EXAMPLE 11 Antagonism of P2Y Receptors Inhibited the Effect of Uridine on NGF-Induced neurite outgrowth

To ascertain whether signaling by P2Y receptors mediate induction of neurite outgrowth by uridine, PC 12 cells were incubated for 4 days with NGF, uridine (100 μM) and the P2Y receptor antagonists suramin (30 μM), pyridoxal-phosphate-6-azophenyl-2′,4′ disulfonic acid (PPADS; 30 μM) and reactive blue 2 (RB-2; 10 μM). Each of the antagonists significantly (p<0.05 or 0.001) blocked uridine enhancement of NGF-stimulated neurite outgrowth (FIG. 20). None of the P2Y receptor antagonists inhibited the uptake of uridine into the PC12 cells. These results show that signaling via P2Y receptors mediates uridine induction of neurite outgrowth.

EXAMPLE 12 Phosphatidylinositol (IP) Signaling is Stimulated by UTP and Uridine Methods

Metabolic Labeling and PI Turnover Analysis

Analysis of PI turnover was performed as described by (Nitsch R M et al, J Neurochem 69: 704-12, 1997). Briefly, cells were labeled metabolically for 36 h with 1.25 microCurie (μCi)/dish of myo-[2-3H]inositol (17.0 curie/mmol; Amersham Biosciences) in serum-free MEM, washed twice with Hank's balanced salt solution (HBSS), and treated for 15 min with 10 mM lithium chloride in HBSS. Drugs were added in the presence of 10 mM lithium for 60 min at 37° C. Cells were lysed with ice-cold methanol, and lipids were removed by extraction with chloroform/methanol/water (2:2:1 by volume). Labeled water-soluble inositol phosphates were separated from free [3H]inositol by ion-exchange chromatography, using AG 1-X8 columns (Bio-Rad), and 1M ammonium formate and 0.1 M formic acid as eluent. Radioactivity was quantified by liquid scintillation spectrometry.

Results

P2Y2, P2Y4 and P2Y6 receptors activate the phospholipase C/diacylglycerol/inositol triphosphate (PLC/DAG/IP3) signaling pathway. To determine whether concentrations of uridine or UTP that promote neurite outgrowth activate these receptors, NGF-differentiated PC 12 cells were labeled with [3H]-inositol (50 μM) or UTP (10, 100 μM) for 1 hour, and IP signaling was assessed by measuring turnover of radio-labeled IP (FIG. 21). Formation of IP was significantly increased by addition of 100 μM UTP (p<0.05) and by 50 μM uridine (p<0.01). The P2Y receptor antagonist PPADS (100 μM) significantly (p<0.05) blocked the stimulation of IP signaling by UTP. These findings indicate that UTP promotes neurite outgrowth via P2Y receptors-mediated stimulation of the IP signaling pathway.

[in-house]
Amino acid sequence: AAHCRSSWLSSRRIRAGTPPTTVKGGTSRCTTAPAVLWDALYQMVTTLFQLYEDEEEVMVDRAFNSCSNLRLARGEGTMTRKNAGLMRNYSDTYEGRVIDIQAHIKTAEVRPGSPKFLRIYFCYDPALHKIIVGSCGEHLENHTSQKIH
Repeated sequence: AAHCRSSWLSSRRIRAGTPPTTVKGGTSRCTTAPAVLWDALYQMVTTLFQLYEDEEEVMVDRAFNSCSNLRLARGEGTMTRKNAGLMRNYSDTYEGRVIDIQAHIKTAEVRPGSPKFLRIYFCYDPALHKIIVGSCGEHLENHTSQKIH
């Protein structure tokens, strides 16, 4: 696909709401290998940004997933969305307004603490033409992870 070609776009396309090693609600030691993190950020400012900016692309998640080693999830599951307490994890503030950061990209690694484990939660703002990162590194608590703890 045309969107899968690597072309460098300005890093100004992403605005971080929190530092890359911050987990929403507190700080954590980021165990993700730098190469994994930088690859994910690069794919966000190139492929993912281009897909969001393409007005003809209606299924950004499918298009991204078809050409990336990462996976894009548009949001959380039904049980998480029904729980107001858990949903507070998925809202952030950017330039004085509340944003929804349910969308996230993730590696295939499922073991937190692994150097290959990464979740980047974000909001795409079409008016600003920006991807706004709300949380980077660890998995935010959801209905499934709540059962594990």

The findings of Examples 10-12 provide a mechanism by which uridine and its metabolites stimulate neurite outgrowth: namely, by activation of P2Y receptors. At least part of the action of the P2Y receptors is mediated by IP signaling. Taken together, the findings from Examples 7-12 provide further evidence that uridine treatment can improve cognitive function by enhancing neurotransmission by multiple mechanisms: (1) enhancing neurotransmitter release; (2) acting, through CTP, as a precursor for membrane phosphatides; (3) activating, through UTP, the P2Y receptor-coupled intracellular signaling pathway. Mechanisms (2) and (3) may act together to increase neurite formation.

EXAMPLE 13 UMP-Supplemented Diets Enhance Learning and Memory in Multiple Species Methods

Morris Water Maze

Aging rats (18 months, 500 g) were fed a control diet or a diet containing 2.5% UMP diets for six weeks. They were then shown a hidden platform in a six-foot diameter pool of water, placed somewhere in each of the four quadrants of the pool in turn, and were allowed 90 seconds in each trial to attempt to relocate the platform by swimming, and the swimming time “mean escape latency” recorded. The set of four trials was repeated on each of four consecutive days. The platform was in the same place each day. This test, known as the Morris water maze, is an indicator of spatial memory.

Food Pellet Learning Assay

Male young adult gerbils fed control or UMP-containing chow (0, 0.1, 0.5 or 2.5%) ad lib for three weeks were tested in a radial arm maze, consisting of a central chamber with four branches primed with a small food pellet at the end of each. Before testing, animals were fasted overnight; each animal was then placed in the central chamber and allowed up to 180 seconds to find all of the pellets. A shorter time required to find the pellets is indicative of improved learning and spatial memory.

Working Memory and Reference Memory Assay

Groups of ten gerbils fed control or 0.1% UMP diet for four weeks and trained to successfully find all of the food pellets as described above were then given a modified test, in which only two arms of the maze (but always the same two) contained food pellet rewards. In this test, a working memory error is one in which a gerbil revisits an arm from which it has already taken the pellet that day. A reference memory error is one in which the gerbil enters an arm which never had food pellets (during the modified tests.)

Results

Previous Examples showed that orally administered uridine improves augments the ability of neural cells to function in several ways. The present Example directly shows that uridine augments cognitive function. Aging rats (18 months, 500 g) were fed a control diet or a diet containing 2.5% UMP·2Na+ for six weeks, and their memory was tested using the Morris water maze, an indicator of spatial memory. Rats administered the UMP·2Na+-fortified diet showed a statistically significant reduction in the time required to reach the location of the platform (FIG. 22), indicating that UMP enhances spatial memory.

The effect of orally administered uridine upon learning and spatial memory was also examined in gerbils. Male young adult gerbils fed control or UMP-containing chow (0, 0.1, 0.5 or 2.5%) ad lib for three weeks were tested in a radial arm maze, consisting of a central chamber with four branches primed with a small food pellet at the end of each. Before testing, animals were fasted overnight; each animal was then placed in the central chamber and allowed up to 180 seconds to find all of the pellets. The reduction in time needed to find the pellets requires spatial learning. UMP-supplemented diets reduced the time required for gerbils to find the pellet in a dose-dependent manner (FIG. 23).